Pembroke: House music fails to impress the bank

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The Independent Online
SOMEONE in the Bank of England's banking supervision department either has a very good ear, or is particularly fussy when it comes to opera. Pembroke learns that a certain musically refined individual at Threadneedle Street, recently wrote to Jeremy Isaacs, general director of the Royal Opera House in Covent Garden, to complain about the tenor's performance in an opera. The tenor, the letter stated waspishly, sang the wrong notes, to the wrong rhythm and could not cope with Italian.

Not to be outdone, Mr Isaacs responded in kind, claiming that even the Bank of England supervision department has lapses of standards. Could he have been referring to the BCCI?

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THE GAY LIFESTYLES exhibition, which took place in London's Olympia over the weekend, attracted an interesting range of exhibitors, including the Metropolitan Police, Amnesty International and Northern & Shell, the publisher whose titles include Penthouse and Mountain Biker.

There were not many big name companies on show, although the organisers said things were not quite the way they appeared. Apparently, a number of larger organisations did take stands, but under different names.

The organisers held 'educational' seminars for large companies during the exhibition to show that the gay market was potentially lucrative and not something to be embarrassed about.

COOPERS & LYBRAND and Touche Ross seem to have won the accountants' battle for Budget day guest speakers. Touche Ross has secured the services of the former Chancellor, Lord Lawson, for an undisclosed fee. He will give an after- dinner speech at the Great Hall in Lincoln's Inn on Tuesday evening. Meanwhile, Coopers & Lybrand has signed up Michael Portillo on a free transfer to regale an audience of 100 chairmen and chief executives over breakfast at the Savoy on Wedesday morning. 'We think we've got someone who's a bit more in touch with what is going on at the Treasury,' said a Coopers spokesman.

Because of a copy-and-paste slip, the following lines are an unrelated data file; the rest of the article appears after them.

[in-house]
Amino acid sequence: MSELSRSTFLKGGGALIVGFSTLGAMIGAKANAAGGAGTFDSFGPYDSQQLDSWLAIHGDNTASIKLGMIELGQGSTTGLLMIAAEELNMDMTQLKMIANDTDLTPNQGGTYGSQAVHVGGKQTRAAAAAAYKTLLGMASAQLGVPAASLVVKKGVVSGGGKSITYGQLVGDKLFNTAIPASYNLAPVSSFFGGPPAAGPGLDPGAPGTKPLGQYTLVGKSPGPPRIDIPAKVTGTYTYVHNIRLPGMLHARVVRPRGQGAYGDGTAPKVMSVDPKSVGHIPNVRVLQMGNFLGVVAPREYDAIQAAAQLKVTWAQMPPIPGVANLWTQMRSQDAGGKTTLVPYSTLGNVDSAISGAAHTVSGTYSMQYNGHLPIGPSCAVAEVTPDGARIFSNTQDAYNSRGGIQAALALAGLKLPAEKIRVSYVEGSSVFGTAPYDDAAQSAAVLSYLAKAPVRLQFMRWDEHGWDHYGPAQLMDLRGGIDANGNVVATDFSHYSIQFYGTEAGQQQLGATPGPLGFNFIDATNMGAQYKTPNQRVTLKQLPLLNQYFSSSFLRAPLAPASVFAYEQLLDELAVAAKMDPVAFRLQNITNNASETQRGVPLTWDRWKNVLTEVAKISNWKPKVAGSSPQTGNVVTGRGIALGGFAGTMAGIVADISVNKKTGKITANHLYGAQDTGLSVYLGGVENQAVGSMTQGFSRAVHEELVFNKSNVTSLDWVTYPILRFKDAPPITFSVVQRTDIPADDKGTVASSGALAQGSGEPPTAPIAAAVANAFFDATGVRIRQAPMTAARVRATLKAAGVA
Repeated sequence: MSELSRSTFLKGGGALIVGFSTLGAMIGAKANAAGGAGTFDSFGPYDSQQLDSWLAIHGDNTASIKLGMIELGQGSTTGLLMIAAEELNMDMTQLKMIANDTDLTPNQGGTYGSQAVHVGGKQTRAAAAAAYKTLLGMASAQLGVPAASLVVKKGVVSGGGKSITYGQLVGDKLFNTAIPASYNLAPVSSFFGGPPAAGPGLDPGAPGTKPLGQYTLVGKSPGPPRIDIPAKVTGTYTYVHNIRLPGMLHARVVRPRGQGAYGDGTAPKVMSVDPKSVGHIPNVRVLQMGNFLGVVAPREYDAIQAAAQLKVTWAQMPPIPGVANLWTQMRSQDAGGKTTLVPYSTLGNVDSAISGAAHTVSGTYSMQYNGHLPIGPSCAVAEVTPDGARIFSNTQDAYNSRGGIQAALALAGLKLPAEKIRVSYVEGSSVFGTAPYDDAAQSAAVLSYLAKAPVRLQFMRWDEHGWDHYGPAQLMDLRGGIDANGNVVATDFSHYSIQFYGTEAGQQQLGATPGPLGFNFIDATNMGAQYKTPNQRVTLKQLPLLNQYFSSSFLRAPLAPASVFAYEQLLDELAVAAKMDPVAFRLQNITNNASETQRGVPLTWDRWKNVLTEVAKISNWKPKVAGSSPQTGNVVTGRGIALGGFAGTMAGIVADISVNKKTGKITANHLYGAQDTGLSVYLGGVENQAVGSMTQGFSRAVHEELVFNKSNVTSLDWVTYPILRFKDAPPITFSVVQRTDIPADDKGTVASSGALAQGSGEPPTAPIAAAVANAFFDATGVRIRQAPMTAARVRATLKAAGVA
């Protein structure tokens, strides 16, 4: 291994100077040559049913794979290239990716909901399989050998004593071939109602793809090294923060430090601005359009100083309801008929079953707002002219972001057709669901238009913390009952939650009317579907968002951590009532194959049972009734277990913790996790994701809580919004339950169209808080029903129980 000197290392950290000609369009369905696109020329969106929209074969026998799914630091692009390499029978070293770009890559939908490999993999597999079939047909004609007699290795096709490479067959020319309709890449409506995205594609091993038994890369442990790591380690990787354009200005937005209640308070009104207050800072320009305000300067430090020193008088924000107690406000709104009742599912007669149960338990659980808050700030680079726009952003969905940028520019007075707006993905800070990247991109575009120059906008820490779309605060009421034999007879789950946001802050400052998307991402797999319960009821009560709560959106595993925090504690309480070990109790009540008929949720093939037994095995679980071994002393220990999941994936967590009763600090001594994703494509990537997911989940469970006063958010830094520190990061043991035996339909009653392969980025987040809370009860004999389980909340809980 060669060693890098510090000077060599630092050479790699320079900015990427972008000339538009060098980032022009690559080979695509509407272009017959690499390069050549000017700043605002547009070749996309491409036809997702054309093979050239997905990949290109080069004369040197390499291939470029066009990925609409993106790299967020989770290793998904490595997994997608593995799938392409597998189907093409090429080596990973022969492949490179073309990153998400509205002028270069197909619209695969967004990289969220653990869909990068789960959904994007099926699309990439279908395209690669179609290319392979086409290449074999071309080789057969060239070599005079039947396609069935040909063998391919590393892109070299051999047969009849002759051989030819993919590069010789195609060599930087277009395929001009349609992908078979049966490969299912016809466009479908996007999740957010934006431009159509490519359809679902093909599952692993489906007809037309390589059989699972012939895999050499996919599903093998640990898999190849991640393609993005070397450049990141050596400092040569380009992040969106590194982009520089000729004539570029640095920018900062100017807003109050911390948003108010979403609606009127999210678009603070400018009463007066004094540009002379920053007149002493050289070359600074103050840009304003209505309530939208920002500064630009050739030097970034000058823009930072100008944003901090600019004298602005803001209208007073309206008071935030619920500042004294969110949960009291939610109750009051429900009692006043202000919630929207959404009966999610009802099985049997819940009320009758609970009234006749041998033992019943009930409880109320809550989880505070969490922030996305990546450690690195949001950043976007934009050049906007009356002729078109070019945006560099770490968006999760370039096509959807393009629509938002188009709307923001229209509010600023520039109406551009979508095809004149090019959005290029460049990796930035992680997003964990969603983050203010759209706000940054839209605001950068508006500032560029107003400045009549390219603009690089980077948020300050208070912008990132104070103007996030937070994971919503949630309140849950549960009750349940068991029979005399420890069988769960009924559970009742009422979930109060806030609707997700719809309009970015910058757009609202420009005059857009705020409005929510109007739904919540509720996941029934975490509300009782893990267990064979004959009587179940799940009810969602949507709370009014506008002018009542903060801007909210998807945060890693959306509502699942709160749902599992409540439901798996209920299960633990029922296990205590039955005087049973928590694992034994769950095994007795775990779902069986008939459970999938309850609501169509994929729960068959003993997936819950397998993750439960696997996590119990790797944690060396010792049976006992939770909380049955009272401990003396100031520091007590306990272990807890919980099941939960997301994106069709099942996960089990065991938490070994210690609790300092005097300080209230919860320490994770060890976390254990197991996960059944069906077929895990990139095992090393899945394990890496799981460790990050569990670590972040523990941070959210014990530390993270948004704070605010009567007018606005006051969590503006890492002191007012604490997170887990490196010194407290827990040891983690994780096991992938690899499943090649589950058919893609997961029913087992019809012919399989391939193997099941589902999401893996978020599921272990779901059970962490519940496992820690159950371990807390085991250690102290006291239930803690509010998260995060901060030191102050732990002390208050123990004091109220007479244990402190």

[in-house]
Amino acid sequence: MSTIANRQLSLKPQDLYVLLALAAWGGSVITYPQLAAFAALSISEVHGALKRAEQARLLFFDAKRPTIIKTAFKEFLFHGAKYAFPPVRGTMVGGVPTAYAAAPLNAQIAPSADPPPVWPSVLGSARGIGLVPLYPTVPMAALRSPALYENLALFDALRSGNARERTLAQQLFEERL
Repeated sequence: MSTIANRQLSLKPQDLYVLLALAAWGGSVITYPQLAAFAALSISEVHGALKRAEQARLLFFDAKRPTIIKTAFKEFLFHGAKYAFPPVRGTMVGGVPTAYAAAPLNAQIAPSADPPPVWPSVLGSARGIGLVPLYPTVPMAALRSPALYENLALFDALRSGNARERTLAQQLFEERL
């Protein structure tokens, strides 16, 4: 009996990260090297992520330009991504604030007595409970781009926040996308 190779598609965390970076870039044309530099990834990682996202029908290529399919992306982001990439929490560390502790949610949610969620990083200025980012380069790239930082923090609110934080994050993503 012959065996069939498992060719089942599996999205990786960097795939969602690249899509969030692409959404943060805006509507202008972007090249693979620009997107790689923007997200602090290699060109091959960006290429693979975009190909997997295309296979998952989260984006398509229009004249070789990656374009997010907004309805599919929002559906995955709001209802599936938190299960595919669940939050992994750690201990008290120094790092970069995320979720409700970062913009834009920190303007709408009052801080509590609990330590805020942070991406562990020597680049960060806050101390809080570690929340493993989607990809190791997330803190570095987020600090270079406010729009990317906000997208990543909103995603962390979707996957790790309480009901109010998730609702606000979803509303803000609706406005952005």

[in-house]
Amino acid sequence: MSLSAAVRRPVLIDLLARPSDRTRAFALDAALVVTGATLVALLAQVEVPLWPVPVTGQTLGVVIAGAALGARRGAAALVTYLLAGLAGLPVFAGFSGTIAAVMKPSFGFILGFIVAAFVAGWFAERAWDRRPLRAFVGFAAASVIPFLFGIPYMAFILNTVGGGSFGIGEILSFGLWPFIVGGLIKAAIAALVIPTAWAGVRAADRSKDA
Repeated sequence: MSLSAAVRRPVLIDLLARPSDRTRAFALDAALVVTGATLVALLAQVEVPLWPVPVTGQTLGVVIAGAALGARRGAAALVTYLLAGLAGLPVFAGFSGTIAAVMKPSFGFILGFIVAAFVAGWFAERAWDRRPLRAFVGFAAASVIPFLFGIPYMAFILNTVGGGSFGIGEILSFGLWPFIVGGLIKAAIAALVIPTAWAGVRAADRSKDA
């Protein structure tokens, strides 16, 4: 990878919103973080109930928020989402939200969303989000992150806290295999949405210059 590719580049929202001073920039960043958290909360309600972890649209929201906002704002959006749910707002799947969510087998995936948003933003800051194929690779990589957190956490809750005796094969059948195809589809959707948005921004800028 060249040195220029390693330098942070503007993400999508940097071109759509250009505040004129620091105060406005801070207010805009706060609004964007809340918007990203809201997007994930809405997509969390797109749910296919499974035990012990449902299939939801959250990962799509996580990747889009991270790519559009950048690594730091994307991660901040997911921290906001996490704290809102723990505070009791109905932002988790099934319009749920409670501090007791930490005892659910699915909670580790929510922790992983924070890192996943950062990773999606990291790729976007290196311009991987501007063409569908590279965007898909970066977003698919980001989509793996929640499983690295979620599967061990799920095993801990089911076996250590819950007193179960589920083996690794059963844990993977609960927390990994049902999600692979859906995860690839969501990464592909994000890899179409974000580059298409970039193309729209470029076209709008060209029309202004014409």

IS LONDON UNDERGOUND about to offer first-class travel on its trains? It is, according to the annual season ticket renewal form sent to one commuter who buys her ticket at the British Rail branch of Ealing Broadway in West London.

The form gives two prices for the zones 1,2 and 3 travelcard, pounds 980 for a first- class ticket and pounds 652 for standard class. As the tube traveller put it: 'It's definitely worth an extra pounds 358 to have my own personal first- class compartment whenever I travel on the underground.'

London Underground was less impressed. 'The first- class price just covers British Rail,' came the grumpy reply.

WE ARE GRATEFUL for the reader who claims to have discovered the reason for Grand Metrolitan's disappointing share price: Sir Allen Shepherd's moustache. 'I long ago decided it was not a good idea to hold many shares in Grand Met because anyone with a moustache like that must be open to questions on matters of judgement and good taste.'

This seems a bit harsh, but it will be interesting to see if the disgruntled shareholder suggests a new corporate moustache strategy at the company's next annual meeting.

MEMBERS of Britain's well-heeled yachting community have been celebrating a particularly enjoyable victory over the French. Not in a boat race, but over the knotty question of seafaring in the Single European Market. The French authorities have operated some very silly rules in the past, apparently devised with the sole intent of protecting their own boat makers and charterers. Under the old system, any British resident taking a vessel to France could only lend it to members of the same family or a co-owner named on the registration document. Anyone else borrowing it was liable to pay tax as if they were importing a new boat.

Now the usually pro- Europe French have been dragged into line with the rest of Europe. 'This is very good news for British yachtsmen who often wish to swap crews in France,' said Robin Sjoberg, cruising secretary at the Royal Yachting Association.

COLETTE BOWE, who leaves the Securities and Investments Board at the end of the year to become chief executive of the Personal Investment Authority, was embarrassed by Pembroke's item about her exponential rise last week. She does not, as we suggested, have an economics double first. 'I didn't go to the kind of university that gives double firsts,' she says. 'I didn't even get a single first.' Admirable honesty, this. Most people would be more than happy to have their academic credentials thus confused.

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